By Allison Deckard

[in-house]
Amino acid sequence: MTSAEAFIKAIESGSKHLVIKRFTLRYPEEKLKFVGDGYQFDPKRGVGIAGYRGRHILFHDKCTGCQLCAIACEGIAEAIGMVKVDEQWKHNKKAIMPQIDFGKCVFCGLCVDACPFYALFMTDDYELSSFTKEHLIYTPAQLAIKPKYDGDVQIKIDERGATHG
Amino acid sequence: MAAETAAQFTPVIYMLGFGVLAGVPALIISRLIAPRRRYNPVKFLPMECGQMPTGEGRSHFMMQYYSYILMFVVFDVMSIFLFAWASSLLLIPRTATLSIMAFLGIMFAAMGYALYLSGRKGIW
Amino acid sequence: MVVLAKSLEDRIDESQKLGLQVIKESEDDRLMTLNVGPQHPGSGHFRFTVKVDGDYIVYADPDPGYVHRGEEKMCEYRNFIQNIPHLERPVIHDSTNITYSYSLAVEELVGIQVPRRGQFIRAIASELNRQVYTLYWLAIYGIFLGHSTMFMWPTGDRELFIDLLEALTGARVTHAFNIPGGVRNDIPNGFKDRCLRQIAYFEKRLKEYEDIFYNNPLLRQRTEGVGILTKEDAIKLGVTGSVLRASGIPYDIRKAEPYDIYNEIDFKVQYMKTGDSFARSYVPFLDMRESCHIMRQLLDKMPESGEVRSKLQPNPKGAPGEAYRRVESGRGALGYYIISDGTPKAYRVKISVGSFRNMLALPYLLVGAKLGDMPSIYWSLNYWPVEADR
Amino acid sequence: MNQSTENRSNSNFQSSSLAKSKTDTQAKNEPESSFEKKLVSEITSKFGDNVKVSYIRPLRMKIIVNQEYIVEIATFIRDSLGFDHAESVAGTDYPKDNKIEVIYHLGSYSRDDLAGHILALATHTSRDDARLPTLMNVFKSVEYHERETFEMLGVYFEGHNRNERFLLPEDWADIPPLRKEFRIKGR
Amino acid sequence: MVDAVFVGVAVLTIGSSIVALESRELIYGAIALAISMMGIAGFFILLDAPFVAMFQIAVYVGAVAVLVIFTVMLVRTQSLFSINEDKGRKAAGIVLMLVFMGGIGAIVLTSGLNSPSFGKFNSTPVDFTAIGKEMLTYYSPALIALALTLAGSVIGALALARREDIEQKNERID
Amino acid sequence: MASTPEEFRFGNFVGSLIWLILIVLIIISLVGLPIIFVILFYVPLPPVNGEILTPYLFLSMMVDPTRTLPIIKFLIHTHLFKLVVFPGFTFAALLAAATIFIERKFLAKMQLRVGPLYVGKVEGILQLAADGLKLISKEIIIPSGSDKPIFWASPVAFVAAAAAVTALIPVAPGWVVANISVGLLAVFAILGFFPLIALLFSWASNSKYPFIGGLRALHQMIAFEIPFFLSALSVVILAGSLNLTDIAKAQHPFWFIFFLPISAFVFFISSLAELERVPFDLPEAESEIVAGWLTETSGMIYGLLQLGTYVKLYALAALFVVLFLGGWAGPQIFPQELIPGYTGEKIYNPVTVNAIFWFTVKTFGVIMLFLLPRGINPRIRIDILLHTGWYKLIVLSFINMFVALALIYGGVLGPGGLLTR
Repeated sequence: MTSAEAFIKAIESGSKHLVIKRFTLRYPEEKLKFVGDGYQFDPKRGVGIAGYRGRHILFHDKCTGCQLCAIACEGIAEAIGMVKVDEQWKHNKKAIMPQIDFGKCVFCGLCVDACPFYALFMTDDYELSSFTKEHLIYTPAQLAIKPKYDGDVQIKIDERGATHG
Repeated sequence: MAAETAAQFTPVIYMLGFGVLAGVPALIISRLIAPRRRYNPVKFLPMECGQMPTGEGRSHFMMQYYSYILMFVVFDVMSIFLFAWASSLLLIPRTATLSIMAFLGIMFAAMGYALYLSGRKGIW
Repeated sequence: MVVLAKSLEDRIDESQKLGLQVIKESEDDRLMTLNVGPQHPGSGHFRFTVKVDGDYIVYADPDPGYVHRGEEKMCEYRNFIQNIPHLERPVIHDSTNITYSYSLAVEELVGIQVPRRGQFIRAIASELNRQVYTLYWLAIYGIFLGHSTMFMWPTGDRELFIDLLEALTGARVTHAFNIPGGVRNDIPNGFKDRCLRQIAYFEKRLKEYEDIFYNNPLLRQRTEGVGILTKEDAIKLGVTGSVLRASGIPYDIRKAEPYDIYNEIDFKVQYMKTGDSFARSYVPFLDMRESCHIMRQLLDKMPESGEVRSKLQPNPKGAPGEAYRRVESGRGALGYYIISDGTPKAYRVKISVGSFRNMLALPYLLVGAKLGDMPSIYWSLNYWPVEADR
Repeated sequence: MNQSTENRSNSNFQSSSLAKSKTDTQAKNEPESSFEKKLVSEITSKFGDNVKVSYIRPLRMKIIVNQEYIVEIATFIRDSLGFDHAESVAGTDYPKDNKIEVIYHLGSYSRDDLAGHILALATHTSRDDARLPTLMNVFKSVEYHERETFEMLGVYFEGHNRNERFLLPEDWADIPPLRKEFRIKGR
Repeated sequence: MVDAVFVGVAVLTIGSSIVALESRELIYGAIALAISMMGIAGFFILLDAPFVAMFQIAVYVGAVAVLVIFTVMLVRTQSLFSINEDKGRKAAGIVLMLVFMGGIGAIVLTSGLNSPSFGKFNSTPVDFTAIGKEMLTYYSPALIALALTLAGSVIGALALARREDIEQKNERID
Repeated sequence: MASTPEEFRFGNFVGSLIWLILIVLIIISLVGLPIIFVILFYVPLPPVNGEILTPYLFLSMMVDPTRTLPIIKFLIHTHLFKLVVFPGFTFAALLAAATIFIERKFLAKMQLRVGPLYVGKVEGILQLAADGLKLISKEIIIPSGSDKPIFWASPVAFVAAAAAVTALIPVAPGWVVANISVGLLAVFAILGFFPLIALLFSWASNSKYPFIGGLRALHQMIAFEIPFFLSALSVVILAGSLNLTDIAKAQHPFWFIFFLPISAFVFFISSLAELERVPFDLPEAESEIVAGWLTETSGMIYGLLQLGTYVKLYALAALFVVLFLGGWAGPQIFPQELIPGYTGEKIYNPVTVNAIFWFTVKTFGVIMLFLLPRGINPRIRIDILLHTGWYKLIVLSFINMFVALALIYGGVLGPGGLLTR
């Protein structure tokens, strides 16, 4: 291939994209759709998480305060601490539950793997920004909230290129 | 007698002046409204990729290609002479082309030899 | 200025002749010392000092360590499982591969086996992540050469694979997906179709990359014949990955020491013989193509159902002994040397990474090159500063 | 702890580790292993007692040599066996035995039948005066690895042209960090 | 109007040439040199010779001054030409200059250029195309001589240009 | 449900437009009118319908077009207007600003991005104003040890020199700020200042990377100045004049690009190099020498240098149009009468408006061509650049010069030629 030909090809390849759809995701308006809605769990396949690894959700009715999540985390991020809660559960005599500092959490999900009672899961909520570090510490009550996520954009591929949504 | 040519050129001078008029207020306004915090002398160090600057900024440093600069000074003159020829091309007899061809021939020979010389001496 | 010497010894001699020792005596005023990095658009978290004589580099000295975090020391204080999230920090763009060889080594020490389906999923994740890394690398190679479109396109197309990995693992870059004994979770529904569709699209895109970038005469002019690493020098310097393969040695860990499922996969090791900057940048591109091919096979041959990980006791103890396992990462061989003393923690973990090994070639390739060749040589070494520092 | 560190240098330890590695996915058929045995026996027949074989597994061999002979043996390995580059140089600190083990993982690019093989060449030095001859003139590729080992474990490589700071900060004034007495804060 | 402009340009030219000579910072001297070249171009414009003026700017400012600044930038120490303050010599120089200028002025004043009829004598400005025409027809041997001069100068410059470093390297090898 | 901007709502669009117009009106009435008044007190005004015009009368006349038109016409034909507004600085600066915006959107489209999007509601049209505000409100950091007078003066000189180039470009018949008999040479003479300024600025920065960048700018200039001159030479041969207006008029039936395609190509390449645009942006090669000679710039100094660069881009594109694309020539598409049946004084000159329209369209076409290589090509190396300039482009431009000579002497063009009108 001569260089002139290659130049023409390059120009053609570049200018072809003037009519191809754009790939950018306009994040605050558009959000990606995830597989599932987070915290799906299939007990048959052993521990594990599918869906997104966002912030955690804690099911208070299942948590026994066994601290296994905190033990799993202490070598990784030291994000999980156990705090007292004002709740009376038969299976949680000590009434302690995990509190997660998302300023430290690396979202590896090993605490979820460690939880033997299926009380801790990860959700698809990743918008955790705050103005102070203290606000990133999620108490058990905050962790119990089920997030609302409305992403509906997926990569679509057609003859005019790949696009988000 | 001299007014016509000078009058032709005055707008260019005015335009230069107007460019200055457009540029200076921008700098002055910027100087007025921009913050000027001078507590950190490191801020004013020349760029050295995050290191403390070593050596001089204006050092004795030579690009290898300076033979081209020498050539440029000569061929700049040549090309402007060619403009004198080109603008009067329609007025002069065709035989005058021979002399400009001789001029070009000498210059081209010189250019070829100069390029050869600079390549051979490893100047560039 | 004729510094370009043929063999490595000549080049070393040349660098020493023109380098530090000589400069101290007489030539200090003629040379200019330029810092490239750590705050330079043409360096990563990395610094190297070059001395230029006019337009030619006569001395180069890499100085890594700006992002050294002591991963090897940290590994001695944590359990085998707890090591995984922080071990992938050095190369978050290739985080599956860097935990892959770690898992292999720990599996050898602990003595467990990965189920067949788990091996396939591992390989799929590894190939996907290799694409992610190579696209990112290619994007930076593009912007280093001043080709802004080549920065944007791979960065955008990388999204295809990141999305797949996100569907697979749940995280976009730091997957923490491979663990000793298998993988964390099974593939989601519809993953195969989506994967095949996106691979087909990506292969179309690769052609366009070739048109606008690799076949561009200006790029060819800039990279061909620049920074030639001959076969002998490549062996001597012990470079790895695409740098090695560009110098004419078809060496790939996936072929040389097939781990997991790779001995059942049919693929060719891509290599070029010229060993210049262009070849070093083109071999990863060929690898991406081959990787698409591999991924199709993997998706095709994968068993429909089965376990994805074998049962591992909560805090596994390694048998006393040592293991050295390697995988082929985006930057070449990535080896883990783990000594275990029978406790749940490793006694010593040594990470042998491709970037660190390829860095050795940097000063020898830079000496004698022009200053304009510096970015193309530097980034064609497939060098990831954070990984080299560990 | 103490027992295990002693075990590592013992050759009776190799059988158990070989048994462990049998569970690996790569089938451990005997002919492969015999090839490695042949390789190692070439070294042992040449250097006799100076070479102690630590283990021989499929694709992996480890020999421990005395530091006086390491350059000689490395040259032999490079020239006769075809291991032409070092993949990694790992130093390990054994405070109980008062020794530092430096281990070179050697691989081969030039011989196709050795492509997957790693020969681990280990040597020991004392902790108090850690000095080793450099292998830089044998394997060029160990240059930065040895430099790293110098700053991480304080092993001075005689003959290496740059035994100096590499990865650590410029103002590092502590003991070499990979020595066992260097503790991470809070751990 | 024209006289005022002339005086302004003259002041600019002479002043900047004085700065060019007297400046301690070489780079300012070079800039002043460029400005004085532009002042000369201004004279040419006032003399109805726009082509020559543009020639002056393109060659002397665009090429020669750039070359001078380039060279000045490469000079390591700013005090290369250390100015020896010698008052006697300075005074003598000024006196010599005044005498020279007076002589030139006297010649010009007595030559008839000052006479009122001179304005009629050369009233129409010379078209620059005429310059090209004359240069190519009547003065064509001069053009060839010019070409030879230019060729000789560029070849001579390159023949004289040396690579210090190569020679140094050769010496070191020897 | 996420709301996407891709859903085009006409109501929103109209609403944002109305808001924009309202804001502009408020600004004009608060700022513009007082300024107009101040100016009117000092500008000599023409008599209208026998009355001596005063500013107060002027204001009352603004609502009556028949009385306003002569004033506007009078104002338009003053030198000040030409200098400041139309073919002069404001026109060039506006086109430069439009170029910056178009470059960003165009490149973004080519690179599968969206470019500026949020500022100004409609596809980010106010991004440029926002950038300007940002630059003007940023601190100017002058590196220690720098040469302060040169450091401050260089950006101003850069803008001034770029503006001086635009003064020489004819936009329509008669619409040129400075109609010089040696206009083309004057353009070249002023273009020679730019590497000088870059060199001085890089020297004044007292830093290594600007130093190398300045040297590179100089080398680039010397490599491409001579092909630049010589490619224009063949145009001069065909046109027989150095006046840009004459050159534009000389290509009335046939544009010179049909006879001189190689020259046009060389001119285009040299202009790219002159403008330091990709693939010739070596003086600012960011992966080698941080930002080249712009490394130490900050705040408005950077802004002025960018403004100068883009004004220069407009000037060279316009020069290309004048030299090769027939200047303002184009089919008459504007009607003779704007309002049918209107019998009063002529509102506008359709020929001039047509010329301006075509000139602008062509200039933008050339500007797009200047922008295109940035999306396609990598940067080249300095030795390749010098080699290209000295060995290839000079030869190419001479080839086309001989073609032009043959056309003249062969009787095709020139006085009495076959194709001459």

Wood is perhaps one of the most basic, central materials still used to this day. From the construction and furnishing of homes, transportation, and manufacturing into other products, wood is a primary component to almost all things. But where does the process begin? Here at Moss Sawmill, the first step is getting the logs themselves. If possible the timber is bought independently then contractors are hired to log it. All timber will be mature, to ensure that new and younger saplings are able to grow. After the lumber arrives at the sawmill, the logs are calculated by the size and grade. Then it is dispersed among the property and separated according to the species of wood. When the log cutting schedule is finished for the week, the next part of the process begins. From this point, the scheduled log will be sent into the sawmill to be processed. There are different stages the log has to go through to get from tree to a board. The logs have to first get debarked. In this stage, the log will enter a machine that rotates which helps to completely strip all of the bark. The next step is cutting the logs into boards, which is done by banded saw blades to help with efficiency. From here, depending on the quality, the log will be turned into wood boards, wood chips, or wood pallets. The boards are sent separately to the lumber sorter/grader, which is where the wood will get graded for a second time. The wood will then be separated into bins according to the grade. When the bin is full, the boards are stacked and banded together. All of the board's information can be found on an attached paper and a spray painted grade on the side. It is then transported to a sister company, called GF Hardwoods, to be further processed. Some great aspects of Moss Sawmill is that every single piece of the log is used. Remember that debarker I mentioned at the beginning of the tree to board process? The bark trimmed at this stage is sent over to an additional sister company, named Barky Beaver, where the bark will be produced into mulch and potting soil! Wood chips are also sent to be made into playground surfacing or bedding for livestock. You know all of that saw dust coming from the cutting stages of the log? This is also sent over to GF Hardwoods to be used as fuel in the dry kilns. Getting to tour this establishment was such a beneficial and educational experience for me. Not only are there so many important aspects to the process, but also so many more products being produced. I never would have known or understood the major benefits coming from these productions. I’m so pleased to be able to share my experience at Moss Sawmill with you. I hope that by reading this, others will now understand the actuality of producing a wood board, along with the hardwork and dedication it takes from both owners and workers for the sawmill to be successful. For more information visit https://www.gfhardwoods.com and https://www.barkybeaver.com.